This site is devoted to the life and writings of Emily Pauline Johnson (also known as Tekahionwake). Johnson, the daughter of a Mohawk father and an English mother, was one of Canada’s most successful entertainers at the turn of the 20th century, and the first Native poet published in Canada. This site is an excellent resource for teachers because it provides access to a variety of different types of sources and perspectives through which to examine the writings, life, and historical context of this remarkable turn-of-the-century native Canadian writer.
Johnson was raised in relative economic privilege and isolation on an Indian reservation in Ontario. She considered herself (and was considered by the Canadian government) to be “purely native.” She wanted to reshape white society’s misperceptions of contemporary indigenous culture, even though her own experience of this culture was, in fact, highly atypical. As a young woman, Johnson began writing poetry, short stories, and essays that treated the experiences and history of Canadian natives in the great lakes region and the Canadian west. She was one of the few women of her era who was able to make an independent living through writing and literary performances. Although celebrated during her life and afterwards for her writing, she was perhaps best known by contemporaries for her speaking tours. Her poetic recitations, performed in both Western and Native dress, drew enthusiastic receptions for 17 years in much of Canada, New England, and London.
This user-friendly site, accessible to secondary as well as college students, contains an 800-word biography of Johnson’s life, transcriptions of Johnson’s writings (nearly 40 poems, eight essays, and five short stories), and a brief (and somewhat outdated) bibliography. There are scanned manuscript documents, contemporary reviews of her work, and letters from fans and critics. Also included are detailed descriptions of her career, family and friends, travels, and interests. The site features a discussion of Johnson’s connections to Native Canadian culture and identity. Finally, the site offers an archive of more than 70 photographs, postcards, reproductions of brochures and programs, and two Quicktime movies showing clips of Johnson’s buckskin dress at the Vancouver Museum and a descendant reciting her most famous poem, “My Paddle Sings.” The site unfortunately lacks a search tool to help users locate particular terms or concepts.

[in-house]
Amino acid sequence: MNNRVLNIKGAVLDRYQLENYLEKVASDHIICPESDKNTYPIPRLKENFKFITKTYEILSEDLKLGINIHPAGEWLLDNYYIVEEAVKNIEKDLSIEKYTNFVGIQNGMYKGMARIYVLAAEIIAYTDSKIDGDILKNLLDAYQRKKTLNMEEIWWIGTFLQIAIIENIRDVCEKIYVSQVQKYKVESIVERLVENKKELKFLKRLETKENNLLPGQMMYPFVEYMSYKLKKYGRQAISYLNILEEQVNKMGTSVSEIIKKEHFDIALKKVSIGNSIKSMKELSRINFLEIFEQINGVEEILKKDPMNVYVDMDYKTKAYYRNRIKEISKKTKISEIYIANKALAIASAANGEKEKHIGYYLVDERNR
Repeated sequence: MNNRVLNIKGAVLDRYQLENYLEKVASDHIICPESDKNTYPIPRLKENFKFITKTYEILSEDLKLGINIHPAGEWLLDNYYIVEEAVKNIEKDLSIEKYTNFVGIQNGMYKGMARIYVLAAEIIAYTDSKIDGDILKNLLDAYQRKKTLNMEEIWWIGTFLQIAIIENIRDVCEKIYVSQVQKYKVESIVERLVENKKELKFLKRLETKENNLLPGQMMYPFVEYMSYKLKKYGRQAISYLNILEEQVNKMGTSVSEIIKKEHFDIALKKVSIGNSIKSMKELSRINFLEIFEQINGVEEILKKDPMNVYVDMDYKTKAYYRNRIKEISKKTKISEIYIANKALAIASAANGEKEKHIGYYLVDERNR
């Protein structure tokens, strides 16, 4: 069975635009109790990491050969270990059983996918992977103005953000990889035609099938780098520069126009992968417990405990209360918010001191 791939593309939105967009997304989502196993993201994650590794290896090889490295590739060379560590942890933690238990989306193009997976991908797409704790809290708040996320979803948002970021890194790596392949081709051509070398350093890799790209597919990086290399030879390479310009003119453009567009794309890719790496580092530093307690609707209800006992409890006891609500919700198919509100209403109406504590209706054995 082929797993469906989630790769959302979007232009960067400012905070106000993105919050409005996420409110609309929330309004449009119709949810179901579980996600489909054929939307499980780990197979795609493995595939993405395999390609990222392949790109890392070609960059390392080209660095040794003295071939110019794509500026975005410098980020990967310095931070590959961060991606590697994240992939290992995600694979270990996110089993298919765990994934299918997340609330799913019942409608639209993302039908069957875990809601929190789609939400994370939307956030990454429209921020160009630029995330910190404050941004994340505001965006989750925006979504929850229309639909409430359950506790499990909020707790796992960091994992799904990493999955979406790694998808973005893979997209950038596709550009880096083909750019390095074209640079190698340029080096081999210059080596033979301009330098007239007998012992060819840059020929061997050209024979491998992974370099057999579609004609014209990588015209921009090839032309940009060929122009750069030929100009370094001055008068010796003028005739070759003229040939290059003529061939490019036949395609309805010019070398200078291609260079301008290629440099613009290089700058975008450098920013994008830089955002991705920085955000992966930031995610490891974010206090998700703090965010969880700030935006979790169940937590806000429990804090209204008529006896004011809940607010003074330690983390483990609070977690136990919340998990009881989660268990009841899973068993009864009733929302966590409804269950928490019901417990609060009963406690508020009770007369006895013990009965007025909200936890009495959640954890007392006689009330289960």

In discussions of Atlantic history and the history of the Americas, Canada’s past is often overshadowed by more prominent discussions of the U.S. and Latin American experiences. This archive provides teachers with a provocative case study from which to examine the history of women writers, indigenous people, and racial identity in this often neglected context. Teachers might use these materials to engage students in the discussion of both mixed race identity and the historic roles women have played as mediators between indigenous and European cultures. These resources would also allow for the creation of various intriguing exercises.
Teachers could use Johnson’s writings, biography, and visual images to examine how she asserted her “dual identity” in both white and indigenous cultures, or to discuss her attempts to translate native culture for white audiences. They could also compare Johnson’s own representation (or her marketers’ representation) of Native people—in her writing, clothing, and billboard advertisements—to the kinds of perceptions white audiences articulated about her in their reviews and letters. For more detailed studies, teachers might wish to contrast both of these views with historians’ discussions of the realities of native experiences in 19th- and early 20th-century Ontario and western Canada in such works as Olive Patricia Dickason’s general history, Canada’s First Nations: A History of Founding Peoples from Earliest Times1 or Charlotte Gray’s biography, Flint and Feather: The Life and Times of E. Pauline Johnson, Tekahionwake.2
1 Olive Patricia Dickason, Canada’s First Nations: A History of Founding Peoples from Earliest Times (Don Mills: Oxford University Press, 2002).
2 Charlotte Gray, Flint and Feather: The Life and Times of E. Pauline Johnson, Tekahionwake (Toronto: Harper-Flamingo Canada, 2002).